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    Thank your helper. The person who helped you deserves your thanks. Everyone's time is precious - the fact that they gave you some of theirs shows that they're compassionate and care about you. At the very least, give your helper a hearty "thank you." If they helped you with something major, consider buying them drinks, dinner, or even a gift. It's usually not necessary to be too extravagant - it's much more important to show that you're sincerely grateful. They'll appreciate it immensely and they'll be more likely to help you out in the future.
    • One of the best ways to show you appreciate someone's advice is to help them in return. If they need help with something, offer your help immediately. If not, just be open to helping them in the future.
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    Internalize your helper's advice. Now that your helper has taught you how to work through your problem, take steps to ensure you remember what they taught you. Make a mnemonic to remember their advice if it can be divided into a few steps.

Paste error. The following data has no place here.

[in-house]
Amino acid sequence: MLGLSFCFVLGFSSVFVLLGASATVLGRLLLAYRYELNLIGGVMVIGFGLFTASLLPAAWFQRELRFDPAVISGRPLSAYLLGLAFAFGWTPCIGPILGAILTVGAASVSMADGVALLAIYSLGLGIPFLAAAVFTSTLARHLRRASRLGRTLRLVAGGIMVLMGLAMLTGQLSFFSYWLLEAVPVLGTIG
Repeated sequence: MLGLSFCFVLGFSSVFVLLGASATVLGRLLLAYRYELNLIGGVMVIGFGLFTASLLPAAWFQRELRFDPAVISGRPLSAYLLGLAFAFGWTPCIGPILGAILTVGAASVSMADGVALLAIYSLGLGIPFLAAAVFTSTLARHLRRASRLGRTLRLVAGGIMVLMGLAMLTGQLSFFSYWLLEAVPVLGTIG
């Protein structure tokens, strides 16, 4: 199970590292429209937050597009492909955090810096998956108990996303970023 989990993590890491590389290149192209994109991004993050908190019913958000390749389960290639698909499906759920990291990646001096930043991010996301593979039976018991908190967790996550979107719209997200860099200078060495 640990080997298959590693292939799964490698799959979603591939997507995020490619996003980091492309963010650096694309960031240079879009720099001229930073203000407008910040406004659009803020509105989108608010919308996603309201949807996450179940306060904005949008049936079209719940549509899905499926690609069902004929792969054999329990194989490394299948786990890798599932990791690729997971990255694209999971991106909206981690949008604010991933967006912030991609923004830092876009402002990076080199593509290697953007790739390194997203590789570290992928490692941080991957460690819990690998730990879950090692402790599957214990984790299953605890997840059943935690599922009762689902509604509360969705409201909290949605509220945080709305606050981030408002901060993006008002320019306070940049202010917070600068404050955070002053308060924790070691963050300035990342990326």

• One great trick is to try writing you helper's advice out in your own words. By reinterpreting their instructions in a way that's logical and sensible to you, you'll make it easier for you to understand while simultaneously reinforcing the information.
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    Try to solve your problem yourself. It's time to put your new knowledge to the test. As soon as you get the chance, try to work through your problem yourself. If possible, try doing it with your helper present to correct any mistakes you make, but if not, don't fret - doing it by yourself is better than not doing it at all. Make note of any aspects of the process that still give you trouble - you can ask for clarification on these steps later.